“Have you had a growth spurt recently?”
“What?” Simeon looked at her like she’d grown two heads.
“Well, it’s just that mum says teenage boys can have really big growth spurts, really fast, and it’s sort of like wearing shoes that are too big for you, but it’s your whole body and it just takes a bit of time to relearn where everything is.”
Greta looked thoughtful. “That’s a good observation. No growth spurt yet, but he could be gearing up for one, it would explain all the energy.”
Simeon scowled. “Great, more awkwardness to look forward to.”
Millie bit her lip, she’d just made things worse. Simeon looked over at her.
“Well since girls don’t do the growth spurty thing as much, you can come and get a juice for your JourneyMaster and that way it won’t get spilled.” He grinned and Millie relaxed. Maybe he wasn’t mad at her after all.
She looked at Edda, who laughed. “That would be lovely. Something with passionfruit and mango please.”
She handed Millie a small purse. “Your apprentice allowance. Use this for treats and little things and we’ll buy your room decorations together.”
Millie grinned and clutched the purse tightly, then looked over at the two boys.
Rosalie told them. “We’ll meet you at the music tent, don’t be long, we have a lot of things to collect today.”
The three apprentices set off, but Millie was soon outpaced by the two boys. She lost sight of them within minutes and stopped at a quiet corner to try and see her way forward, or back. Should she stay here and wait for them? What if they’d run off on purpose? The boys at her old school had liked playing tricks like that.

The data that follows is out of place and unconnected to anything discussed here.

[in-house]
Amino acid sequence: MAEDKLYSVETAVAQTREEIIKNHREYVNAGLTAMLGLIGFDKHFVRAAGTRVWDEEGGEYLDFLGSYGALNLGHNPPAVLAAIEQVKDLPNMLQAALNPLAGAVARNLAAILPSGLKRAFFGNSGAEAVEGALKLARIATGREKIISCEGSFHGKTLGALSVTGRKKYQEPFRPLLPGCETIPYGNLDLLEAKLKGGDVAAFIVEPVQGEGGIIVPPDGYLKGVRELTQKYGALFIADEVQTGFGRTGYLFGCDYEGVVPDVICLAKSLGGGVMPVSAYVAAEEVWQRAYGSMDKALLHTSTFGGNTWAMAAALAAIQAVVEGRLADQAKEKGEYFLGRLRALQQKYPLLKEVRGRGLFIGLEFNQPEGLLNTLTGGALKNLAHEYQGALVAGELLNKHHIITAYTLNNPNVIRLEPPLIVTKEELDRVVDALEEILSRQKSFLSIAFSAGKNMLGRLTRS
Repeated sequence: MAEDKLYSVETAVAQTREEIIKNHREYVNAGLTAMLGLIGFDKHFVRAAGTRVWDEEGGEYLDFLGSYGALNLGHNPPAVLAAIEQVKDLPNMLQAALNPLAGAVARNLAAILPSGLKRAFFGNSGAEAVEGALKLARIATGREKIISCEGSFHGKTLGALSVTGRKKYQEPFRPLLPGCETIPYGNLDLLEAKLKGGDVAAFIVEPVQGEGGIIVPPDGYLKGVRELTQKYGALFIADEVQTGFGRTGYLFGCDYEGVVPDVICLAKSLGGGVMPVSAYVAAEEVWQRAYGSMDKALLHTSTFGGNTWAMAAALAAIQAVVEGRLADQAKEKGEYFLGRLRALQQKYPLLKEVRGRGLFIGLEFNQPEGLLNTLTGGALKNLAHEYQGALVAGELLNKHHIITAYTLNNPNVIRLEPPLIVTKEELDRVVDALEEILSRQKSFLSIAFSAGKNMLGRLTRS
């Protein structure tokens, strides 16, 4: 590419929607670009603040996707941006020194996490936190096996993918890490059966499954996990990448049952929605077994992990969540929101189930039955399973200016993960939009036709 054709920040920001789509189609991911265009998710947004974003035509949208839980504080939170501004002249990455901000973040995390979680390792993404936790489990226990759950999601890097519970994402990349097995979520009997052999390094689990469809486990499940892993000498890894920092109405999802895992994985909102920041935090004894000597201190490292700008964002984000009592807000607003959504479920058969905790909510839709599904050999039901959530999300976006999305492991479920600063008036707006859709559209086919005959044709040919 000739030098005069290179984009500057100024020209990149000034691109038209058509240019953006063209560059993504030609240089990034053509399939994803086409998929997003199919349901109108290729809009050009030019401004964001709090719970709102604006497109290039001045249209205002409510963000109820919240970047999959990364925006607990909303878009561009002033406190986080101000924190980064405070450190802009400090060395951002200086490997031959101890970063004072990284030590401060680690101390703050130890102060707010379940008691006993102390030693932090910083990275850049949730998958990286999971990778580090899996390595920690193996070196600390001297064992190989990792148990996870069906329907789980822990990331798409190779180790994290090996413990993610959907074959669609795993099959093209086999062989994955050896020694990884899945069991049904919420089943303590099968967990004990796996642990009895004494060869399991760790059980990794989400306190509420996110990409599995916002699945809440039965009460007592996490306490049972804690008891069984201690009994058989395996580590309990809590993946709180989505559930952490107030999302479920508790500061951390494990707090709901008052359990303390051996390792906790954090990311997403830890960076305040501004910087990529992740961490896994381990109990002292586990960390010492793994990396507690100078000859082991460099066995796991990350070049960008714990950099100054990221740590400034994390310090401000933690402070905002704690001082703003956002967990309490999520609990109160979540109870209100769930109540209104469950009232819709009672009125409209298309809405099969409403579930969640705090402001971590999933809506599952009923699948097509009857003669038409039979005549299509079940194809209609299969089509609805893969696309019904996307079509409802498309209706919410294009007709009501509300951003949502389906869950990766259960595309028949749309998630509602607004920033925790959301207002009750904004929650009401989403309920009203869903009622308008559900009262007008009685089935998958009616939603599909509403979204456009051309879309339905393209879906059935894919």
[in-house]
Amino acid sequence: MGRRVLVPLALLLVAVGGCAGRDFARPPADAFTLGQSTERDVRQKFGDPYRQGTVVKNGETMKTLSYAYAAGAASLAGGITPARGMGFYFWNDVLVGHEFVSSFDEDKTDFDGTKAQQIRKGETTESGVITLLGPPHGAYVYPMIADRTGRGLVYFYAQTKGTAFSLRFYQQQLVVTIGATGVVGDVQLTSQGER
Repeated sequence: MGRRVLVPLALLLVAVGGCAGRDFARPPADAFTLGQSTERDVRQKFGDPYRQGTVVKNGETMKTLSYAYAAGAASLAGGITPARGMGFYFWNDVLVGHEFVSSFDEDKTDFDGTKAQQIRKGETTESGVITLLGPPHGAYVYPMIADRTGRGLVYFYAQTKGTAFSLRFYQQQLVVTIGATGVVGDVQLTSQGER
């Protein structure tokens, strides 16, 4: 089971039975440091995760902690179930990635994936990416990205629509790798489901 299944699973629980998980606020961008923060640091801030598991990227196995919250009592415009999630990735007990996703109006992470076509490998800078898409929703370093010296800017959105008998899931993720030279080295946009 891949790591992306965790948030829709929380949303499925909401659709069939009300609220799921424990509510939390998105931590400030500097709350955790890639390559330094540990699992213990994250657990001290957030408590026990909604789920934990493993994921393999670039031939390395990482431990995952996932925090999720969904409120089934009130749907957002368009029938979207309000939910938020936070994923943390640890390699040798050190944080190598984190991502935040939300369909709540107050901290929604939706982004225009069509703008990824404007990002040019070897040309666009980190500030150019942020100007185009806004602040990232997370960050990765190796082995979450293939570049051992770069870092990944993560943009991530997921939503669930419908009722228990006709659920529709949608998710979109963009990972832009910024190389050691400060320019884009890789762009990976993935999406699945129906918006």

She waited a little while longer. Still no sign of them through the crowds. Where had all these people come from anyway? There were way more than lived in the village. The never-ending flow scared her. She couldn’t see anyone she recognised, and half of them weren’t even speaking words she understood. The boys had abandoned her in the middle of this place, with no idea of anything.
What had Rosalie said? The music tent. Well, if there was only one, she could maybe ask for directions and find her way to that. She took a breath and stepped back into the flow of people.”THERE you are! Come on Millie, you have to keep up.” Simeon appeared out of nowhere, dancing around her with impatience, then racing off to disappear into the crowd again. Millie shuffled off to one side again, to try and work out where he might have gone.
And there he was again, like a jack-in-the-box in front of her. Bouncing around, then bounding out of sight. She stayed exactly where she was until he came back again.
“Honestly Millie, you’re so slow. Can’t you run at all?”
She bit her lip. “I tried, but you ran away too fast and I couldn’t see through the crowd, and I don’t know where anything is.”
“So now I’m being mean?” Simeon laughed at her.
She stopped, right in the middle of the people. “Yes, you are. And if you don’t want to show me where to buy Edda’s juice, then just go away and I’ll find my own way to the music tent.”
Simeon stopped. “It was just some fun.”
“Not for me it wasn’t. And if this is your idea of fun, I don’t want to be friends and I don’t want to have classes with you either.”
She gritted her teeth against a wobble and angrily blinked the tears away. Simeon drooped.
“I didn’t think you’d be upset by it. Come on, I’ll show you to the juice stall and I’ll even buy you one to make up.” He held a hand out, which Millie considered, then reluctantly took.
He was as good as his word, steering her through the crowd to the stall where Timothy was looking worried. He heaved a sigh of relief when he saw them.
“Oh thank goodness. I’m sorry Millie, we’re so used to this place, I guess we forgot you weren’t.”
He sounded sincere, and Simeon had come back for her, so she decided to let it slide. She wasn’t about to forget it though. So much for finding a couple of new friends she could trust and rely on.